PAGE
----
In the past year, I have heard the same question repeatedly — how can dairy brands be truly innovative?
What I was hearing at numerous industry events was a call for pushing brand boundaries. I was always pleased to join in on these discussions and offer a suggestion — innovate through contract manufacturing. Brands can quickly and effectively expand their product portfolios and deepen their relevance to consumers by partnering with a like-minded contract manufacturer.
For dairy brands, looking for a contract manufacturer, also called a co-packer, with aseptic capabilities can be particularly fruitful. As discussed here before, the North American shelf-safe dairy market holds rich potential. This momentum echoes what occurred earlier with the move to extended-shelf-life (ESL) products, through advancements in technology. The industry chatter I have heard and the inbound requests I’ve seen validate the opportunity that exists for large, established dairy brands, as well as fledgling companies.
Compounding this demand is the all-important Millennial consumer, and his ever-present need for more personalized dairy products: According to Mintel’s Dairy 2016 Report, more than half of surveyed millennials say they drink more than five types of dairy milk. That’s a lot of milk! Choosing to create a shelf-safe dairy product removes a number of logistical challenges that fresh dairy presents. Plus, the opportunity for dairies to distribute across a state, a country or even the world becomes possible with shelf-safe products.
These forces in the dairy industry have made it advantageous to be a contract manufacturer with aseptic capabilities. There are many types of co-packers for dairies to choose from. Some may specialize in dairy, while others may do a little bit of everything across the food and beverage industry. Some may have years of technical expertise in a variety of processes, while others may not have that level of experience, but instead offer to share the burden of go-to-market costs and enter more of a business partnership.
For companies faced with choosing the right co-packer to help bring their innovations to market, it is important to look at three key areas:
1. Vision and values alignment: First and foremost, a potential contract manufacturer has to be aligned with its clients’ vision for its product line and values as a food and beverage brand. Ask specific questions about a contract manufacturer’s business — how does it balance flexibility with cost effectiveness? How has it handled fluctuations in market supply and demand with current clients? What is its outlook on the shelf-safe food and beverage market, and how does this perspective shape its technical investments? Answers to these questions and others like them will help paint a clearer picture of a co-packer’s values and vision, and how these manifest in its decision making.
2. Market expertise and certifications: Depending on what a contract manufacturer makes, it will have different industry certifications. These can be markers of a co-packer’s commitment to quality. Another is its client list — does it make products for well-established consumer packaged goods companies?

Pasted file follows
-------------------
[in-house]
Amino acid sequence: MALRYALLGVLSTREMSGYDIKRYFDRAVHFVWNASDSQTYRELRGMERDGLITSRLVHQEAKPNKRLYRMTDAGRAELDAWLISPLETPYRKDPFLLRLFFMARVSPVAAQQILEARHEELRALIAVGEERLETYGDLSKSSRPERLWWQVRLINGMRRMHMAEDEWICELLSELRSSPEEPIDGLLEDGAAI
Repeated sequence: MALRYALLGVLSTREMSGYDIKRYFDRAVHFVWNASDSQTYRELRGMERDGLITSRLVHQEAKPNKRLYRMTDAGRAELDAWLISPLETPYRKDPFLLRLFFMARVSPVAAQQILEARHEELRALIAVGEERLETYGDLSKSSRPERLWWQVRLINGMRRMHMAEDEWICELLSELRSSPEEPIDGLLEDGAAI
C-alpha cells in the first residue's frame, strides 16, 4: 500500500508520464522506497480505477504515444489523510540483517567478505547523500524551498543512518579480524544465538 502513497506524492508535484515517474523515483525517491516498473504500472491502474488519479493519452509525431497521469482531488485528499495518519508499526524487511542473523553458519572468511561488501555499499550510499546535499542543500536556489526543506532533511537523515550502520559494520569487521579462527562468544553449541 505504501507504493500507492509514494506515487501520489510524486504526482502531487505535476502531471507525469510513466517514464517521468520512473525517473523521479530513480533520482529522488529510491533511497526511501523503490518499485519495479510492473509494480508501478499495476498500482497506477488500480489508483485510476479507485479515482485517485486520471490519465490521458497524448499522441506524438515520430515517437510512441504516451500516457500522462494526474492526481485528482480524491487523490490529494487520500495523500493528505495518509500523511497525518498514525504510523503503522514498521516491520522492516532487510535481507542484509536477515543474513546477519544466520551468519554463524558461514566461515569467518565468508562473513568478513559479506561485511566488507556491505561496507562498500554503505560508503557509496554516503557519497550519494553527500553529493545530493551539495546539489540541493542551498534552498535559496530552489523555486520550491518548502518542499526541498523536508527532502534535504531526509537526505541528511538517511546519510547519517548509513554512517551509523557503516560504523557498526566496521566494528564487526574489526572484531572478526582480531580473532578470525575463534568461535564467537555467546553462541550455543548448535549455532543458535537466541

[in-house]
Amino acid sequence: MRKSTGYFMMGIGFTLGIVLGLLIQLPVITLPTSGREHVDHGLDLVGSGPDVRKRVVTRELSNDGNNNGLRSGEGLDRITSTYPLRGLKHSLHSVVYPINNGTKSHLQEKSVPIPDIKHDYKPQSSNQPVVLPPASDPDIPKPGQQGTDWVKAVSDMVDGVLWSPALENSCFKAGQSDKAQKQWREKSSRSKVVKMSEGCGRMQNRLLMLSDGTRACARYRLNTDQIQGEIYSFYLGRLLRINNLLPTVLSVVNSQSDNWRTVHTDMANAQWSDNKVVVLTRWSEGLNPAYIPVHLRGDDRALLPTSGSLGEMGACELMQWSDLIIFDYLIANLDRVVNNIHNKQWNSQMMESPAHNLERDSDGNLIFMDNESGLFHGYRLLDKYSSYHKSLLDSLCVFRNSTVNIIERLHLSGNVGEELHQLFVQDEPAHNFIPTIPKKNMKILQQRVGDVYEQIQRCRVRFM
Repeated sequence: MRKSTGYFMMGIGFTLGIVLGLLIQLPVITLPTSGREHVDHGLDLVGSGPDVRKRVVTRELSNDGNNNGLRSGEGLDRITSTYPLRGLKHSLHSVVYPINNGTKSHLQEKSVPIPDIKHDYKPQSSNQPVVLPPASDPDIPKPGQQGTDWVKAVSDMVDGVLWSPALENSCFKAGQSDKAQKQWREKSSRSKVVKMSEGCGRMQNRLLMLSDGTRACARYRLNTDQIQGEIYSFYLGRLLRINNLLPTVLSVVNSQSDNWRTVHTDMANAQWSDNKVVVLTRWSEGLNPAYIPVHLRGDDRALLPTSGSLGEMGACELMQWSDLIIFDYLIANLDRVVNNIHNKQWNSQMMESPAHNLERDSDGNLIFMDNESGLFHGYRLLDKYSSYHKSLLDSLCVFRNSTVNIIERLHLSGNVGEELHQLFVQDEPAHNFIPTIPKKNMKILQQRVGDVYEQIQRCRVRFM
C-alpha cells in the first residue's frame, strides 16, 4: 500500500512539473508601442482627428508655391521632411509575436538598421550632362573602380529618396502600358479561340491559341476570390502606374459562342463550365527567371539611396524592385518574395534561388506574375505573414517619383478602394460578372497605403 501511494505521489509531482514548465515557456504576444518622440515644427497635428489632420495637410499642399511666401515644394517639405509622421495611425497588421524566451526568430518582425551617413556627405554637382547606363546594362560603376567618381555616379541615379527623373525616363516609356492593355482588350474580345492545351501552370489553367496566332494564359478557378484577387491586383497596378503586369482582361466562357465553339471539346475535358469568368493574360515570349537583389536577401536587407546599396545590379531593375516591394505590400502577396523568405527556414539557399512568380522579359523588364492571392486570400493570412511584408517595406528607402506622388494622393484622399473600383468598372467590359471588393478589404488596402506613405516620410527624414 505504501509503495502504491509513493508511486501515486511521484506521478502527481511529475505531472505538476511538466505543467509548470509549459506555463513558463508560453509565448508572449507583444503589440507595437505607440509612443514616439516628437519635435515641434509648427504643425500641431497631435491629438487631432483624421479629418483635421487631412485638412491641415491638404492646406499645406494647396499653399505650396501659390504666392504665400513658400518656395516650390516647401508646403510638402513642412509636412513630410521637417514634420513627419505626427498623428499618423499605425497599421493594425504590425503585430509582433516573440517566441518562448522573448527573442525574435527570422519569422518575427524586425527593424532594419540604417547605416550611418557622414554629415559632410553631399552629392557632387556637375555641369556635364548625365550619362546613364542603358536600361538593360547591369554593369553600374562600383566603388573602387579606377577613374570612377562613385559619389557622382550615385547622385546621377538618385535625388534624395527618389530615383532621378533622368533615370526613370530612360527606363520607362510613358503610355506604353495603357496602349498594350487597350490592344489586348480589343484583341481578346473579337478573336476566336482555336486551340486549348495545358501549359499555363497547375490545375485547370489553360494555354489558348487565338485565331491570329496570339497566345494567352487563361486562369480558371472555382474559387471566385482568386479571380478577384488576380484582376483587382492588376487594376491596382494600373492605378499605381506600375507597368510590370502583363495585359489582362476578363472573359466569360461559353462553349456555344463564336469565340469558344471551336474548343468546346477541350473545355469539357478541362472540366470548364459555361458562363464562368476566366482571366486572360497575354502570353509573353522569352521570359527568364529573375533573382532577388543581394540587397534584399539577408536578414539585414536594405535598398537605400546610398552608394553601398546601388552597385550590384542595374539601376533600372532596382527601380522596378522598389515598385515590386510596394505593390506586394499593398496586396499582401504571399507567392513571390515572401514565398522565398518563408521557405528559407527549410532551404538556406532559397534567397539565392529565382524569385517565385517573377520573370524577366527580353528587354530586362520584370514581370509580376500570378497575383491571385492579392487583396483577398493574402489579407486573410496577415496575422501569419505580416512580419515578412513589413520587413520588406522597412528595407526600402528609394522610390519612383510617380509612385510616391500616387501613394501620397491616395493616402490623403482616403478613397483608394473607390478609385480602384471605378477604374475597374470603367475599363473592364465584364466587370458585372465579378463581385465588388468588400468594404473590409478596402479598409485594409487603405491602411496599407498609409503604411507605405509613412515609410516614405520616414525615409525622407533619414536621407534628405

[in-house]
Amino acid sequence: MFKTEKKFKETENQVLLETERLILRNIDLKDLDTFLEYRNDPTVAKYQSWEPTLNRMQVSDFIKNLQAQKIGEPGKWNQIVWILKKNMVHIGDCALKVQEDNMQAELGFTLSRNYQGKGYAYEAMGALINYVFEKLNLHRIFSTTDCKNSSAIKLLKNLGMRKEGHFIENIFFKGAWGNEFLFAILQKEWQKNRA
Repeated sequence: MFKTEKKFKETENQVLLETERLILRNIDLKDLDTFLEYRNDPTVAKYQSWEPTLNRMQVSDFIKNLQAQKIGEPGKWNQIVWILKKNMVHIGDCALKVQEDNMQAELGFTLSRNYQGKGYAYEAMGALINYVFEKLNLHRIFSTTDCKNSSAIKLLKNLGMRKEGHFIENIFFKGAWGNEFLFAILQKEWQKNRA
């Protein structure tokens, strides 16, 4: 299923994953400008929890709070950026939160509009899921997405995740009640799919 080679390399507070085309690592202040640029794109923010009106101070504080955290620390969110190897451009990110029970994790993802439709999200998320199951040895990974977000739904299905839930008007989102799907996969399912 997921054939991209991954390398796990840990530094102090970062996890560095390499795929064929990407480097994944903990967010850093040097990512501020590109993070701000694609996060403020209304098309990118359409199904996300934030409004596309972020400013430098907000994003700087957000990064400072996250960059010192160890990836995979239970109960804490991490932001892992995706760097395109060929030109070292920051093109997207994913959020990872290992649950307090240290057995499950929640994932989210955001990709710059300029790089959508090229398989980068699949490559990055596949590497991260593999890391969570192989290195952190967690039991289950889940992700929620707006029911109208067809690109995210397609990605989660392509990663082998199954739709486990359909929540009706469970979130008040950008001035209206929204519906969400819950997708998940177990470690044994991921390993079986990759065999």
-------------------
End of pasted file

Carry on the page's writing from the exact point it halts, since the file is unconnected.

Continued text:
Along with a client list, companies can also examine co-packers’ market expertise in high-growth areas such as the millennial market. A good contract manufacturer should have experience with making products that align with the trends they’ve set, from clean labels to sustainable packaging.
Other areas of opportunity we’ve noticed are milks formulated especially for toddlers transitioning from infant formula to cow’s milk, and milk-based beverages catering to older millennial and Gen X women. Products for this audience have been released in Portugal, Spain and other European countries, and have been well received.
3. Short and long-term relationship potential: Over the last eight to 10 years, I’ve noticed that at some point, many companies that originally chose a smaller contract manufacturer eventually sign on with a larger entity as their volume grows. It’s inevitable when the smaller company does not have the capacity to keep up with demand — a good problem for a dairy brand to have, of course.
However, these more niche co-packers can be great for launches, so during the “courtship” phase, it’s well worth it to ask about the potential for both businesses to grow together. This can be the basis of a true, lasting partnership, not merely a transactional one.
It’s an exciting time to be an innovator in dairy. Aseptic technology makes it possible to reach beyond local markets and offer shelf-safe products to more consumers. The products we’re seeing in development show the amazing range of potential in the industry, and just how much more space people will gladly make in their shopping carts for dairy products that are valuable to them.